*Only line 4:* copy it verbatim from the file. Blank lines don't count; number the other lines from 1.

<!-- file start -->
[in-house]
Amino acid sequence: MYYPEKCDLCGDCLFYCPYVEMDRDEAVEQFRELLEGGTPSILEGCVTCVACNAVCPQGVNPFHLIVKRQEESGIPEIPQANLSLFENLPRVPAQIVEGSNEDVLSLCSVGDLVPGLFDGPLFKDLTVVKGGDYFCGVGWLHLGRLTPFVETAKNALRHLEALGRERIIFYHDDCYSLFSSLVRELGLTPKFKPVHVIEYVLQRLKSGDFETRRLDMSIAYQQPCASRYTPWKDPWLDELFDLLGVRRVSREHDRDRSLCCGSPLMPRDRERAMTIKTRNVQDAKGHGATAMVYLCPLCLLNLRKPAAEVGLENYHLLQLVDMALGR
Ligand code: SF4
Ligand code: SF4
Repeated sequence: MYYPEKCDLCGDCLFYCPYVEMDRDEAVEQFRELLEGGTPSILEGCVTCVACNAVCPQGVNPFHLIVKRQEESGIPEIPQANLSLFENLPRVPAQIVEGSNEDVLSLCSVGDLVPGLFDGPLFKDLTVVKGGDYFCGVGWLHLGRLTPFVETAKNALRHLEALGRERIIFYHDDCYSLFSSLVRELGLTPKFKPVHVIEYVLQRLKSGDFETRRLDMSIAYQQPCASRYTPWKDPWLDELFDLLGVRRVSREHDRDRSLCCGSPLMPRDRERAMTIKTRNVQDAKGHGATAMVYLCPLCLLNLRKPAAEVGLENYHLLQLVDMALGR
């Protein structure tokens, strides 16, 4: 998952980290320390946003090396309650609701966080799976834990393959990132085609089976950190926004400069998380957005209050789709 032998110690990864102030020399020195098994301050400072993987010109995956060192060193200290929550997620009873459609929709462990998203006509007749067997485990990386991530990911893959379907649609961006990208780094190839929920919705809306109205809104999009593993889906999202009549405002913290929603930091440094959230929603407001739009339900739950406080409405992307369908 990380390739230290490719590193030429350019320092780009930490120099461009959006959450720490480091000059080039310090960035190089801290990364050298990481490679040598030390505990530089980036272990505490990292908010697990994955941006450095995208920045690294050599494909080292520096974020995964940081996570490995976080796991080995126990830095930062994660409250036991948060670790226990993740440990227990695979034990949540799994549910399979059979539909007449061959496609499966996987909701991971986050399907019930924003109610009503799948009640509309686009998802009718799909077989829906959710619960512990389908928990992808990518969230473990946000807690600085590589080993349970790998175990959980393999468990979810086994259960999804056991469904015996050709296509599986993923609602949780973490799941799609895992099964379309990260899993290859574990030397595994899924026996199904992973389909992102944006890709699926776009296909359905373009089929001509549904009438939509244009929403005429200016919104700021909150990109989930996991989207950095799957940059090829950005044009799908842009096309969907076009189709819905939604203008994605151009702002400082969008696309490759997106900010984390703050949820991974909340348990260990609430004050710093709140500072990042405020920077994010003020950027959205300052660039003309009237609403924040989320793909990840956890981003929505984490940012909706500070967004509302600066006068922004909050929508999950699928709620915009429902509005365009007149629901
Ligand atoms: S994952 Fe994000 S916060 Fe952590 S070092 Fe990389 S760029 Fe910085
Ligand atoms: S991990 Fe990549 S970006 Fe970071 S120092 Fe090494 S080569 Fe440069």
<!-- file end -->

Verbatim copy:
Ligand code: SF4